Growth period

Meeting the needs and aspirations of the shoreworkers ultimately stood in the way of PRFCA’s economic viability. That this was so was not as noticeable during the exceptional period of growth in the capitalist world economy after World War II. In the context of generalized growth, PRFCA could afford to pay its workforce a slightly better rate than the social average.

At the point when the world capitalist economy began to contract in the early 1970s, PRFCA was forced to either rationalize its operation (holding down wages and fish prices and increasing management privileges such as contracting out to non-union work sites) or face the prospect of bankruptcy. This was, and remains, the limit to the progressive potential of co-operative forms of organizing production.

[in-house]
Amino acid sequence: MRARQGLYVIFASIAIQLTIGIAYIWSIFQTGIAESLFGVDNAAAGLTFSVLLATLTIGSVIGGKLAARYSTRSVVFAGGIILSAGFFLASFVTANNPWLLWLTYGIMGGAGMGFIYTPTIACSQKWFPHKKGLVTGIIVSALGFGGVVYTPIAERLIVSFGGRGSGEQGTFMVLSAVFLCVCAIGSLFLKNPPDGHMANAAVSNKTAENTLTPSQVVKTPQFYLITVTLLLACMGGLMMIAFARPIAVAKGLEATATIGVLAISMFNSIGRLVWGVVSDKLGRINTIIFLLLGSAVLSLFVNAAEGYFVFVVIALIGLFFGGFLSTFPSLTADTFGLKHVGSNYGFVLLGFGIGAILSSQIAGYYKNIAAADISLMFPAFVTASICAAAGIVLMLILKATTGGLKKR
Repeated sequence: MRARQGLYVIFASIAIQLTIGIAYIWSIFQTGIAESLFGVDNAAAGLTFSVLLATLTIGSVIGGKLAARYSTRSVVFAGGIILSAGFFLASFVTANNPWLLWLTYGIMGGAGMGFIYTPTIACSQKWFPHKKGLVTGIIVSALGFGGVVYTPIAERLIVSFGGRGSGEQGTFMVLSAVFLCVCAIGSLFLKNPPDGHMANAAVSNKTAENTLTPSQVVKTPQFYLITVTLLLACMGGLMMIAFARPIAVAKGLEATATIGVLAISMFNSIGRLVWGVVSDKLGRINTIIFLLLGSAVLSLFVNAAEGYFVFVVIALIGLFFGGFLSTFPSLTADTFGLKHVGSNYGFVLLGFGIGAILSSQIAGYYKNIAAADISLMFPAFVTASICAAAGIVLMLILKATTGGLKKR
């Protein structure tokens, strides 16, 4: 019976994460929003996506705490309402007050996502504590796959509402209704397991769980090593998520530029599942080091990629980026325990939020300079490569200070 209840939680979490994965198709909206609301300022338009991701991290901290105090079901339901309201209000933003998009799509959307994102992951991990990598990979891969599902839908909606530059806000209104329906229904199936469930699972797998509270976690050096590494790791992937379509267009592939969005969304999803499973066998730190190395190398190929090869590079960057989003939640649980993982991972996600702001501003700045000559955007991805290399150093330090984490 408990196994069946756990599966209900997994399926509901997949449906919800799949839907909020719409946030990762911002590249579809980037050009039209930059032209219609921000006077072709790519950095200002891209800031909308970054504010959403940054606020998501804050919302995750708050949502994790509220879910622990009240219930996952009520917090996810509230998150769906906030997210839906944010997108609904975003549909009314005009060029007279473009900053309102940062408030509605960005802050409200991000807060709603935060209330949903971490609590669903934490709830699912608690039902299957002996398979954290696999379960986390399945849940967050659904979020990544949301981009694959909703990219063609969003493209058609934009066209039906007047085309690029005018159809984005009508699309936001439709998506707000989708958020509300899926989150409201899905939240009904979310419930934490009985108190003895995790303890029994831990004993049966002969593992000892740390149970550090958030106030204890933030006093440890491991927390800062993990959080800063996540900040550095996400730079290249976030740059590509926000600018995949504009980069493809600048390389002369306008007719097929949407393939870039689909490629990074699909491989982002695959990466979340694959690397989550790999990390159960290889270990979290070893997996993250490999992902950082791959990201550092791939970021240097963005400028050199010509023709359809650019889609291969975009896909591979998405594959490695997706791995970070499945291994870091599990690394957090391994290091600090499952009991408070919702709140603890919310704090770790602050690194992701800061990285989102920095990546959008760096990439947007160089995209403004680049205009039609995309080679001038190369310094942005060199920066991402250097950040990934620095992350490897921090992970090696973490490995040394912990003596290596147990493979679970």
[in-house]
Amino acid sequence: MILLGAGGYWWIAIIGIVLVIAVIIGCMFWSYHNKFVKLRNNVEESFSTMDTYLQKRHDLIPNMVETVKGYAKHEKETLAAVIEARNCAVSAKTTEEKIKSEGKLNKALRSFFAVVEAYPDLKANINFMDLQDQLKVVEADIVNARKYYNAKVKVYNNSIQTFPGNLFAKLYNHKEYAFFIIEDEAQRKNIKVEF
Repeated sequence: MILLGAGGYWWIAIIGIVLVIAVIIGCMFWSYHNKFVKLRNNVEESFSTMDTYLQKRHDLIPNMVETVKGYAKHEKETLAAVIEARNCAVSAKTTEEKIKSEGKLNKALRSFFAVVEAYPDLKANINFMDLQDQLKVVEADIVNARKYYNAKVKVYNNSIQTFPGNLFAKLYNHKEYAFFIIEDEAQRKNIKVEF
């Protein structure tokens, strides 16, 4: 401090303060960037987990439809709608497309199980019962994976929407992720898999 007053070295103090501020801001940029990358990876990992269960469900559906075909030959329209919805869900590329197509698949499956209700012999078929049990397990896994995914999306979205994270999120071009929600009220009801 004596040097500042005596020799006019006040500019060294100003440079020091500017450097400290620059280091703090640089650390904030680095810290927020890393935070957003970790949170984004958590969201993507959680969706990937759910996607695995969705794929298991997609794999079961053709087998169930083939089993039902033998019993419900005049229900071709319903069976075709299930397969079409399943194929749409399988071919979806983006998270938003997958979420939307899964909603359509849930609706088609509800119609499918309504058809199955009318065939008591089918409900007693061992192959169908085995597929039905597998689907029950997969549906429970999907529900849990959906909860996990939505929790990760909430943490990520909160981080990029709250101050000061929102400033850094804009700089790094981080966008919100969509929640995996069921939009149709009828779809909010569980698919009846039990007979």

Economic and management upheavals during the late 1980s and early 1990s led to the dissolution of PRFCA. Despite having survived the crisis period of high interest rates and low fish prices during the late 1970s and early 1980sa crisis that caused the financial collapse of many of the medium-scale private companies PRFCA was unable to maintain its position in a fishing industry constantly beset by regulatory, ecological and economic crises. PRFCA’s strength had resided in the support of a core group of members who owned their own fishing vessels. However, the continued retreat of the UFAWU throughout the 1980s (which led to lower fish prices for all fishers) plus a fundamental change in the structure of the international market for fish and fish products, combined with government regulations aimed at forcing small-scale fishers out of the British Columbia fishery, ultimately destroyed the core membership base of PRFCA.